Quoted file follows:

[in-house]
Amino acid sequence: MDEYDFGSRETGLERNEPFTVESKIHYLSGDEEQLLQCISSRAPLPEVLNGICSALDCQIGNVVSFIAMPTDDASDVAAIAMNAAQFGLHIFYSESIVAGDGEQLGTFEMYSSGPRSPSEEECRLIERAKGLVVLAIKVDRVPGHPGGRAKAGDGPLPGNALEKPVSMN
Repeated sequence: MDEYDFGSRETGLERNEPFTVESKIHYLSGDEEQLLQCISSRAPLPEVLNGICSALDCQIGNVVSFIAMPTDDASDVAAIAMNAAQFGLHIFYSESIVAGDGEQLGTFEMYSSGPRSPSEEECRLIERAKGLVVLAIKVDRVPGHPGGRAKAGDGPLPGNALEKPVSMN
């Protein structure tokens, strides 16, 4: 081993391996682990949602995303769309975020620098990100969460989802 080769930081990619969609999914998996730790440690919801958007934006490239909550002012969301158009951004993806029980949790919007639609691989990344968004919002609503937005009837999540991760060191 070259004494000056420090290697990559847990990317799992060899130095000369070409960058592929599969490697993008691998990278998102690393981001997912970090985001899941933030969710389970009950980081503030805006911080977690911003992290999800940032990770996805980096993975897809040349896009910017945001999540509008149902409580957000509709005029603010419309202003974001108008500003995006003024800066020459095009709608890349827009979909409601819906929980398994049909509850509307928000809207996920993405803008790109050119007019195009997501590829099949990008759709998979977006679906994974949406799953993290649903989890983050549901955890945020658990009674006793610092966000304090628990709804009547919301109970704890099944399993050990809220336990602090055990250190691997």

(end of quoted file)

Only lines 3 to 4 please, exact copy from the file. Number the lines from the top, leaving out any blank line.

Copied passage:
Repeated sequence: MDEYDFGSRETGLERNEPFTVESKIHYLSGDEEQLLQCISSRAPLPEVLNGICSALDCQIGNVVSFIAMPTDDASDVAAIAMNAAQFGLHIFYSESIVAGDGEQLGTFEMYSSGPRSPSEEECRLIERAKGLVVLAIKVDRVPGHPGGRAKAGDGPLPGNALEKPVSMN
């Protein structure tokens, strides 16, 4: 081993391996682990949602995303769309975020620098990100969460989802 080769930081990619969609999914998996730790440690919801958007934006490239909550002012969301158009951004993806029980949790919007639609691989990344968004919002609503937005009837999540991760060191 070259004494000056420090290697990559847990990317799992060899130095000369070409960058592929599969490697993008691998990278998102690393981001997912970090985001899941933030969710389970009950980081503030805006911080977690911003992290999800940032990770996805980096993975897809040349896009910017945001999540509008149902409580957000509709005029603010419309202003974001108008500003995006003024800066020459095009709608890349827009979909409601819906929980398994049909509850509307928000809207996920993405803008790109050119007019195009997501590829099949990008759709998979977006679906994974949406799953993290649903989890983050549901955890945020658990009674006793610092966000304090628990709804009547919301109970704890099944399993050990809220336990602090055990250190691997």